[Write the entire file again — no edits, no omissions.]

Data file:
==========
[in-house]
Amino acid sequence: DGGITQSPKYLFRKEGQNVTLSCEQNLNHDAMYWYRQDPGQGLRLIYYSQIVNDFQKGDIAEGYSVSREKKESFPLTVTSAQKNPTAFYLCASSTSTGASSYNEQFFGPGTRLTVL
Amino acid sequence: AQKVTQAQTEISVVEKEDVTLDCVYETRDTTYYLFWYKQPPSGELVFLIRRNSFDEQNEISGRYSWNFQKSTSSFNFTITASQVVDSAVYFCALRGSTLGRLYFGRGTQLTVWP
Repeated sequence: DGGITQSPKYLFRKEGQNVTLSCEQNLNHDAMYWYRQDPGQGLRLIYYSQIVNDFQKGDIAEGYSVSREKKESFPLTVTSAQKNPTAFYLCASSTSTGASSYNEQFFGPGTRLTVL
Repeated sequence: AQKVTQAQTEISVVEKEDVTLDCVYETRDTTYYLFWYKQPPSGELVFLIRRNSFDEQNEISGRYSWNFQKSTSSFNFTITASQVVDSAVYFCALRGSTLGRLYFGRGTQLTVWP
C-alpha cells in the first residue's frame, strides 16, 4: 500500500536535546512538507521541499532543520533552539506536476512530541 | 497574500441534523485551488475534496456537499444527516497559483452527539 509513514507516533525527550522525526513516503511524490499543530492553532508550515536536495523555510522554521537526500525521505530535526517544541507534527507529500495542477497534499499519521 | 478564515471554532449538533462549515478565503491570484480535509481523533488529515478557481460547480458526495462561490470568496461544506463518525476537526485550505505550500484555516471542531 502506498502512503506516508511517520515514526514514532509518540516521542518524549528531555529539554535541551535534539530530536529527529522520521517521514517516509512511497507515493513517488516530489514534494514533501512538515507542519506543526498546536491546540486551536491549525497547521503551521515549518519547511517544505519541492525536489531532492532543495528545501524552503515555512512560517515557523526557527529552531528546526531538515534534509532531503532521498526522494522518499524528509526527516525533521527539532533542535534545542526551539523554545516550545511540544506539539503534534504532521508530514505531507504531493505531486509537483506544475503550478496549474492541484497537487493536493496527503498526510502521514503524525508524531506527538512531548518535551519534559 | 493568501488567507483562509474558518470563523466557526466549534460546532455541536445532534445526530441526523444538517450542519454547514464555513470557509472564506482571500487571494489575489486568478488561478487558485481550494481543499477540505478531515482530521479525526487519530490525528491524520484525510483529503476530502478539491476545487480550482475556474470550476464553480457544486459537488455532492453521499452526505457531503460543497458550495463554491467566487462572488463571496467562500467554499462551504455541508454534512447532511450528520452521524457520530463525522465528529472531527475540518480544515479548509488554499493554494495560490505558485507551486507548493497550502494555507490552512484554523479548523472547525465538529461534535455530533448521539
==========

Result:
[in-house]
Amino acid sequence: DGGITQSPKYLFRKEGQNVTLSCEQNLNHDAMYWYRQDPGQGLRLIYYSQIVNDFQKGDIAEGYSVSREKKESFPLTVTSAQKNPTAFYLCASSTSTGASSYNEQFFGPGTRLTVL
Amino acid sequence: AQKVTQAQTEISVVEKEDVTLDCVYETRDTTYYLFWYKQPPSGELVFLIRRNSFDEQNEISGRYSWNFQKSTSSFNFTITASQVVDSAVYFCALRGSTLGRLYFGRGTQLTVWP
Repeated sequence: DGGITQSPKYLFRKEGQNVTLSCEQNLNHDAMYWYRQDPGQGLRLIYYSQIVNDFQKGDIAEGYSVSREKKESFPLTVTSAQKNPTAFYLCASSTSTGASSYNEQFFGPGTRLTVL
Repeated sequence: AQKVTQAQTEISVVEKEDVTLDCVYETRDTTYYLFWYKQPPSGELVFLIRRNSFDEQNEISGRYSWNFQKSTSSFNFTITASQVVDSAVYFCALRGSTLGRLYFGRGTQLTVWP
C-alpha cells in the first residue's frame, strides 16, 4: 500500500536535546512538507521541499532543520533552539506536476512530541 | 497574500441534523485551488475534496456537499444527516497559483452527539 509513514507516533525527550522525526513516503511524490499543530492553532508550515536536495523555510522554521537526500525521505530535526517544541507534527507529500495542477497534499499519521 | 478564515471554532449538533462549515478565503491570484480535509481523533488529515478557481460547480458526495462561490470568496461544506463518525476537526485550505505550500484555516471542531 502506498502512503506516508511517520515514526514514532509518540516521542518524549528531555529539554535541551535534539530530536529527529522520521517521514517516509512511497507515493513517488516530489514534494514533501512538515507542519506543526498546536491546540486551536491549525497547521503551521515549518519547511517544505519541492525536489531532492532543495528545501524552503515555512512560517515557523526557527529552531528546526531538515534534509532531503532521498526522494522518499524528509526527516525533521527539532533542535534545542526551539523554545516550545511540544506539539503534534504532521508530514505531507504531493505531486509537483506544475503550478496549474492541484497537487493536493496527503498526510502521514503524525508524531506527538512531548518535551519534559 | 493568501488567507483562509474558518470563523466557526466549534460546532455541536445532534445526530441526523444538517450542519454547514464555513470557509472564506482571500487571494489575489486568478488561478487558485481550494481543499477540505478531515482530521479525526487519530490525528491524520484525510483529503476530502478539491476545487480550482475556474470550476464553480457544486459537488455532492453521499452526505457531503460543497458550495463554491467566487462572488463571496467562500467554499462551504455541508454534512447532511450528520452521524457520530463525522465528529472531527475540518480544515479548509488554499493554494495560490505558485507551486507548493497550502494555507490552512484554523479548523472547525465538529461534535455530533448521539